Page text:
Videophiled TVD: ‘True Detective’

TrueDetective
True Detective (HBO, Blu-ray, DVD) tells a single, self-contained story told over eight hour-long episodes, technically a miniseries but more like an original novel for television: focused rather than sprawling, intimate rather than epic. Created and written by novelist Nic Pizzollato and directed by Cary Joji Fukunaga, it stars Matthew McConaughey as Detective Rust Cohl, a smart detective with a fierce psychological insight to criminals but poor collaborative and social skills, and Woody Harrelson as Detective Marty Hart, a family man with a more traditional approach to police work but rather loose definition of fidelity.

They aren’t so much an odd couple set of partners as simply colliding personalities who have to work to get along enough to solve cases, but they both agree that something is not right with their current case, which has similarities with other unsolved murders, cryptic clues with cult dimensions, and a murky trail that leads them to a regional church, a white supremacist organization, and a legacy of corrupt cops who have muddied the waters with bad police work and cover-ups. It jumps back and forth through time, framed by interviews with the two detectives years after the investigation ended without an arrest, and seems to be heading into supernatural territory, but ultimately the scariest revelation of the story is how such evil can continue for decades because of corruption, special interests, and institutional incompetence.

Harrelson and McConaughey inhabit rich, complicated, terribly flawed characters and Michelle Monaghan plays Hart’s wife, frustrated by his affairs and his lies, but also unable to deal with his failure to communicate as the case takes a toll on his psyche. It is beautifully written and directed, with haunting imagery and challenging subject matter, and it delves into dark territory. Not just the worlds they investigate but their own instincts and impulses and self-destructive choices. Pizzollato is working on a second series which will feature new characters and an entirely new story. Not a sequel as much as a follow-up television novel in the same spirit.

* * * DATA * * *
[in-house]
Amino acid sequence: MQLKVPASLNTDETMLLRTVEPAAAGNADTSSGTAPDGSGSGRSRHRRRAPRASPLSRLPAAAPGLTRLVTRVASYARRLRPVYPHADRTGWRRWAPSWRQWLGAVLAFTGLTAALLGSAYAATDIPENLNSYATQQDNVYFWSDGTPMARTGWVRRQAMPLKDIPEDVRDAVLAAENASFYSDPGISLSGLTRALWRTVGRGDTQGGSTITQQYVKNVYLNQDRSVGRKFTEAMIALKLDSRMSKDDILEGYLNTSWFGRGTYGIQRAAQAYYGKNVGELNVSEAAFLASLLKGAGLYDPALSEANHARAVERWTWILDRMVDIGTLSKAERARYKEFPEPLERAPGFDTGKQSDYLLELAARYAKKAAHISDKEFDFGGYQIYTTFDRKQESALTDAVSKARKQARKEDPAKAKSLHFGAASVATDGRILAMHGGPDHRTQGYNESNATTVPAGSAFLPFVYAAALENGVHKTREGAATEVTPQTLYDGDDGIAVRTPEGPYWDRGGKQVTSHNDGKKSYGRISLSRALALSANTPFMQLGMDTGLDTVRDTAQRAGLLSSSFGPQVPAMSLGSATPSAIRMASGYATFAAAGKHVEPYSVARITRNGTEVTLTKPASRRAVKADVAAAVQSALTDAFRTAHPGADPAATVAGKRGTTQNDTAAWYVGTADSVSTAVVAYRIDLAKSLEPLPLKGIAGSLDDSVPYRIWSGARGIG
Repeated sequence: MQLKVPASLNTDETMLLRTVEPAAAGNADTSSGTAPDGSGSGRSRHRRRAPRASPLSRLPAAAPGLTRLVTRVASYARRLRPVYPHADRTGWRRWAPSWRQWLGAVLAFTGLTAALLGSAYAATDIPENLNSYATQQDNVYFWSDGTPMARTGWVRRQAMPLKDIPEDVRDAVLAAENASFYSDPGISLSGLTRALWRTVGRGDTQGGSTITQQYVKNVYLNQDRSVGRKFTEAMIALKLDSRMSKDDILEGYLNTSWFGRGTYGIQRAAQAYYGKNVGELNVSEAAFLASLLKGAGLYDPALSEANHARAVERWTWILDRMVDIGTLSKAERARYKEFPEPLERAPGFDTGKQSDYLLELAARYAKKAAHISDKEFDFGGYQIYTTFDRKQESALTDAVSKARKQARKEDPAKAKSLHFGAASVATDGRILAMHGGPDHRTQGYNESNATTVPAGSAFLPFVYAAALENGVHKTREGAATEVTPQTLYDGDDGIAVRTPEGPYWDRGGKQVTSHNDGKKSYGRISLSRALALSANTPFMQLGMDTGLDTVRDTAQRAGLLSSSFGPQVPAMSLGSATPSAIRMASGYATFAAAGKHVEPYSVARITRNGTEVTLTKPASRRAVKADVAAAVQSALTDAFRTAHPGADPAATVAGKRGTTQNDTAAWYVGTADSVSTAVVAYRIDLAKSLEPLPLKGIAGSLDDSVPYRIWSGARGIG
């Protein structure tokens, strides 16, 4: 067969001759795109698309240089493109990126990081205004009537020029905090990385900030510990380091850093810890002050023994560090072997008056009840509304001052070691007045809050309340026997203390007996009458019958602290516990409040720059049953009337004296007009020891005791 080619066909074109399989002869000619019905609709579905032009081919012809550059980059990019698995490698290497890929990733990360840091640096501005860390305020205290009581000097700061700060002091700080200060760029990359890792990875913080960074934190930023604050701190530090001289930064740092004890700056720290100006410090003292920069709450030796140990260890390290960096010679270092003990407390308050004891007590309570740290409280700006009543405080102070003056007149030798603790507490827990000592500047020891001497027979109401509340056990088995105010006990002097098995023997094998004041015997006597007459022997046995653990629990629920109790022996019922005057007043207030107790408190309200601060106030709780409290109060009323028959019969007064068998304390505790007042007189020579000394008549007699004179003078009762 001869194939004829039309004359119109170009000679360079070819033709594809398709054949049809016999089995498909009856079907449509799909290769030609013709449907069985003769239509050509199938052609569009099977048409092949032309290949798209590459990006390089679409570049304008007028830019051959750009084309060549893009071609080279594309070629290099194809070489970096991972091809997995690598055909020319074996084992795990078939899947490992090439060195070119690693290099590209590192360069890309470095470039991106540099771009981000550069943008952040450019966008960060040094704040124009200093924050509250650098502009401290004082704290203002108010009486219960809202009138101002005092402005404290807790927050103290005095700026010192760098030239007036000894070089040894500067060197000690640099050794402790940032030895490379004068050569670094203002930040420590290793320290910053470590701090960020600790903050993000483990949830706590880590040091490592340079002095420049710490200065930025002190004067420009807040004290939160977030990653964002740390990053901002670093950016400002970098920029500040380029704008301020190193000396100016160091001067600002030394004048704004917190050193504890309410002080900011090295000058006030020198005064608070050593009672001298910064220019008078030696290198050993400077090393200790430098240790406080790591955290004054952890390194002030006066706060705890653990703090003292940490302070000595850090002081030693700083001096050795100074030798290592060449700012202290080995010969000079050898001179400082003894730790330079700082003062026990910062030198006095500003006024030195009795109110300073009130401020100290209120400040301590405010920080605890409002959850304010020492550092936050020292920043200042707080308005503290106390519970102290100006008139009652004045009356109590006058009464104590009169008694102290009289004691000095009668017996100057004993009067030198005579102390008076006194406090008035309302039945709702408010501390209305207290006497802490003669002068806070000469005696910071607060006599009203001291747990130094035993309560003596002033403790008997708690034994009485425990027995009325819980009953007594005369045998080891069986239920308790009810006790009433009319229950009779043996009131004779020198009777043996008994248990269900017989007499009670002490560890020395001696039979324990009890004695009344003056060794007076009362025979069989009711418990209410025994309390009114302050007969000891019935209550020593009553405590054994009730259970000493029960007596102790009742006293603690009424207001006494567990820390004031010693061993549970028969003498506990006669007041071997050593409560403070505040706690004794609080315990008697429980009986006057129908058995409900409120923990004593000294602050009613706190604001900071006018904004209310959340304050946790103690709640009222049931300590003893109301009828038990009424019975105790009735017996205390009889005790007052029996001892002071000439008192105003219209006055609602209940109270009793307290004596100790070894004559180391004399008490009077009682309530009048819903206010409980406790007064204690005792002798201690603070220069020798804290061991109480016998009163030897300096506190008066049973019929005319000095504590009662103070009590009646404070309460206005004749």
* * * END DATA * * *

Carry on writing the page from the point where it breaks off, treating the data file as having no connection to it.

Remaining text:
Eight episodes on DVD and Blu-ray, with commentary on two episodes by creator Nic Pizzollato and select collaborators, short “Inside the Episode” featurettes on each episode, the brief “Making True Detective,” interviews featurettes with stars Matthew McConaughey and Woody Harrelson and creator / writer Nic Pizzollato with music director T Bone Burnett, and deleted scenes. Both feature an UltraViolet Digital HD copy of the season.

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DVDs for 05/25/10 – The Messenger and Mandella, Gamera and Dogora

The Messenger (Oscilloscope) – Ben Foster is the combat tested Iraq war veteran who faces the emotional minefield of civilians dealing with the death of a loved one when he’s assigned to spend the last days of his tour on a new mission: casualty notification. “There is no such thing as a satisfied customer,” explains his senior partner, played by Woody Harrelson as a complete professional on the job and a lonely, reckless mess off duty. They are the face of the United States Army in those terrible moments when loved ones are told words they never wanted to hear and faces reactions as varied as the people he meets: rage, blame, despair, denial, and in one instance a tender kindness from a confused widow (Samantha Morton at her most vulnerable) that stings deeper than any verbal or physical lash.

The Messengers prepare to deliver more bad news

In his directorial debut, Oren Moverman (screenwriter of I’m Not There) offers a poignant story of men in uniform nursing wounds and haunted by loss (both physical and emotional) but unable to see another life for themselves, and a powerful perspective on the casualties of war. Steve Buscemi co-stars a grieving father reduced to blind rage. Nominated for two Academy Awards (Best Supporting Actor Harrelson and Best Original Screenplay). Features commentary by director Moverman with producer Lawerence Inglee and stars Foster and Harrelson, a documentary on Casualty Notification officers, a behind-the-scenes featurette and an audience Q&A with the director and members of the cast and crew among the supplements.

The more prominent New Release this week is Invictus (Warner), Clint Eastwood’s reverent tribute to Nelson Mandella’s efforts to unite post-apartheid South Africa. Unfortunately, it’s less a film than a memorial: handsome, stately, well-meaning and dramatically inert. The film foregrounds Mandella’s efforts to enlist the national rugby team, which many blacks viewed as a symbol of white rule, in his efforts to unite the country around the 1995 World Cup Championship. Morgan Freeman earned an Oscar nod as Mandella and his gentle humor and quiet dignity helps soften the reverent tone that Eastwood brings to the film but doesn’t overcome the contrived efforts to wring an emotional response to every tiny show of solidarity or rouse up to cheer for the team to win that cup. Even Eastwood can’t make rugby look dignified on the big screen but Matt Damon brings great conviction (and a convincing Afrikaner accent) to his role as the team captain.

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